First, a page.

Every fortnight, a group of Year 11 Tikipunga High School students, come together for a homework club. This group has been pulled together by Year 10/11 Navigator Mo, who felt it necessary for her Dreamers to have a space to focus on their studies, given it is their NCEA year.
“We’ve been running the homework club for the entire year. I sought the students buy-in initially, as I wanted this to be a space they felt it important to come to versus something forced upon them”, says Mo.
Around 50% of Mo’s Year 11 students turn up each fortnight, both Dreamers and non-Dreamers, and they’re supported by volunteers and teachers. The remaining students have their progress monitored by Mo during in-class time. However, Mo has been really encouraged by the consistent turn out of these students and support staff to the Homework Club.
“There has been an awesome collaboration with the teachers. They recognise that many of the theory-based subjects are difficult, so they’ve either attended these sessions to provide some much needed 1:1 support for these students or shared helpful hints for me to help them with their work”, Mo said.
The group starts with some kai and talking about how they’re going that week. They then get stuck into work. The students generally work on subjects where they need the most help or where they need to play catch up. On any given day, you may see student Nephi or Thomas working with volunteer Terry on numeracy strategies, Intern Kayla supporting students such as Aliz’e Henare-Thompson, with English and Health assessments and art boards being completed for submission. It’s important to Mo and the volunteers that they don’t do the work for these students, but instead provide clarity to questions being asked and offer leading questions so the students can come up with answers themselves. This is having a positive effect with the students.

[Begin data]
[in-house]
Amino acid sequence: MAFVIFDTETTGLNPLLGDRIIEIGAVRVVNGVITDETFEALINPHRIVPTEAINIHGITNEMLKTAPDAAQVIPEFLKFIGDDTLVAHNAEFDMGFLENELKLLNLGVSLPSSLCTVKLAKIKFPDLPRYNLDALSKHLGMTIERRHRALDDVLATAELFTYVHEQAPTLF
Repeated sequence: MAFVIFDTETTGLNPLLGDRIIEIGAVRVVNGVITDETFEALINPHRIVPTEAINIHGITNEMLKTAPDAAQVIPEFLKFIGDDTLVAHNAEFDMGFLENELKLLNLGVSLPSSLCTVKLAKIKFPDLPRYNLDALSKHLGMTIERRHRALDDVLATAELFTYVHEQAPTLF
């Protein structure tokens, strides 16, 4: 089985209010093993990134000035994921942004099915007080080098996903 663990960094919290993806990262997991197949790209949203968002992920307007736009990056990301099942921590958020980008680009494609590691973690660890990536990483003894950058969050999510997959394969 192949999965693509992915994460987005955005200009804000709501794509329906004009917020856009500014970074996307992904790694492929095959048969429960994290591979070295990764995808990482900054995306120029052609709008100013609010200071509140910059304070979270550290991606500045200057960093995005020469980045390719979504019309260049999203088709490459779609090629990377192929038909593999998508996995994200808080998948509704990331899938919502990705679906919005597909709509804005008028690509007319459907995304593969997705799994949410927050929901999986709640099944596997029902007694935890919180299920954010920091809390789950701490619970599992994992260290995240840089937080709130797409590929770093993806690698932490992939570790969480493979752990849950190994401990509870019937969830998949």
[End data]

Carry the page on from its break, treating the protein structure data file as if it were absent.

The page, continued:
“With the help of Kayla and Terry, we are working hard to develop interest towards homework and an overall positive attitude to ako (learning),” says Mo.
Aside from focusing on their work, there are other positive consequences arising from the homework club. The space has created a sense of belonging for many students. Research shows students who report a high sense of belonging in school generally put in more effort and are more motivated. On the flip side, a low sense of belonging is associated with negative, possibly antisocial or delinquent, behaviours such as misbehaviour, drug and alcohol use at school, violence and dropping out of school. Thankfully, Mo and the teachers have encouraged some positive outcomes, by way of extra commitment and effort from the students in their every day activities.
Sometimes, it is the most simple of activities, which creates the most profound change.
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